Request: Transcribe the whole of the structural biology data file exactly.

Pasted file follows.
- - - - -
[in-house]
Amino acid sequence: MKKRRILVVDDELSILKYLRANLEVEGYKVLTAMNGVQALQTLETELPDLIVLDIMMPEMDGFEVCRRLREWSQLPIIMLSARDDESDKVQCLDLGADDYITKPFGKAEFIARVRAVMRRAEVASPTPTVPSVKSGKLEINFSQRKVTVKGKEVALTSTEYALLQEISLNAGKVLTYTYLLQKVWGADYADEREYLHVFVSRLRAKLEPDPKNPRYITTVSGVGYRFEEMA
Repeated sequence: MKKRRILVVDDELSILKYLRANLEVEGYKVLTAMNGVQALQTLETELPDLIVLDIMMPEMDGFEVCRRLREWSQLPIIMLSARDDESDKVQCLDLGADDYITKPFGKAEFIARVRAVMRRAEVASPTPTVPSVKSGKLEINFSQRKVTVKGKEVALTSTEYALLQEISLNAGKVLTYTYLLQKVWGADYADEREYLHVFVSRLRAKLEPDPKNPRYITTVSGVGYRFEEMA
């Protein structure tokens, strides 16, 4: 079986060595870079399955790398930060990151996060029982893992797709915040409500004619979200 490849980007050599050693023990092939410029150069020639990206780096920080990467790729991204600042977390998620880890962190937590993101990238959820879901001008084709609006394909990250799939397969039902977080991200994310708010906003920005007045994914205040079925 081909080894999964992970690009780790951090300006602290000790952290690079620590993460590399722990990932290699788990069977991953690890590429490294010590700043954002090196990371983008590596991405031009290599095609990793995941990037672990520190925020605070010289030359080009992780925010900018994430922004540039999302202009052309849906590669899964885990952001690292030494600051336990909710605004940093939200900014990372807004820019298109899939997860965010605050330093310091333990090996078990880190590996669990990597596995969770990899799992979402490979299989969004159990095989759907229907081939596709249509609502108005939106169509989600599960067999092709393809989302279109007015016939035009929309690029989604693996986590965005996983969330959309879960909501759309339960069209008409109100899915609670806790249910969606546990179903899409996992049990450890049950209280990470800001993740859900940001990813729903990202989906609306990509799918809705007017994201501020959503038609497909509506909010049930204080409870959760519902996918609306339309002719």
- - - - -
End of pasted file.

[in-house]
Amino acid sequence: MKKRRILVVDDELSILKYLRANLEVEGYKVLTAMNGVQALQTLETELPDLIVLDIMMPEMDGFEVCRRLREWSQLPIIMLSARDDESDKVQCLDLGADDYITKPFGKAEFIARVRAVMRRAEVASPTPTVPSVKSGKLEINFSQRKVTVKGKEVALTSTEYALLQEISLNAGKVLTYTYLLQKVWGADYADEREYLHVFVSRLRAKLEPDPKNPRYITTVSGVGYRFEEMA
Repeated sequence: MKKRRILVVDDELSILKYLRANLEVEGYKVLTAMNGVQALQTLETELPDLIVLDIMMPEMDGFEVCRRLREWSQLPIIMLSARDDESDKVQCLDLGADDYITKPFGKAEFIARVRAVMRRAEVASPTPTVPSVKSGKLEINFSQRKVTVKGKEVALTSTEYALLQEISLNAGKVLTYTYLLQKVWGADYADEREYLHVFVSRLRAKLEPDPKNPRYITTVSGVGYRFEEMA
């Protein structure tokens, strides 16, 4: 079986060595870079399955790398930060990151996060029982893992797709915040409500004619979200 490849980007050599050693023990092939410029150069020639990206780096920080990467790729991204600042977390998620880890962190937590993101990238959820879901001008084709609006394909990250799939397969039902977080991200994310708010906003920005007045994914205040079925 081909080894999964992970690009780790951090300006602290000790952290690079620590993460590399722990990932290699788990069977991953690890590429490294010590700043954002090196990371983008590596991405031009290599095609990793995941990037672990520190925020605070010289030359080009992780925010900018994430922004540039999302202009052309849906590669899964885990952001690292030494600051336990909710605004940093939200900014990372807004820019298109899939997860965010605050330093310091333990090996078990880190590996669990990597596995969770990899799992979402490979299989969004159990095989759907229907081939596709249509609502108005939106169509989600599960067999092709393809989302279109007015016939035009929309690029989604693996986590965005996983969330959309879960909501759309339960069209008409109100899915609670806790249910969606546990179903899409996992049990450890049950209280990470800001993740859900940001990813729903990202989906609306990509799918809705007017994201501020959503038609497909509506909010049930204080409870959760519902996918609306339309002719």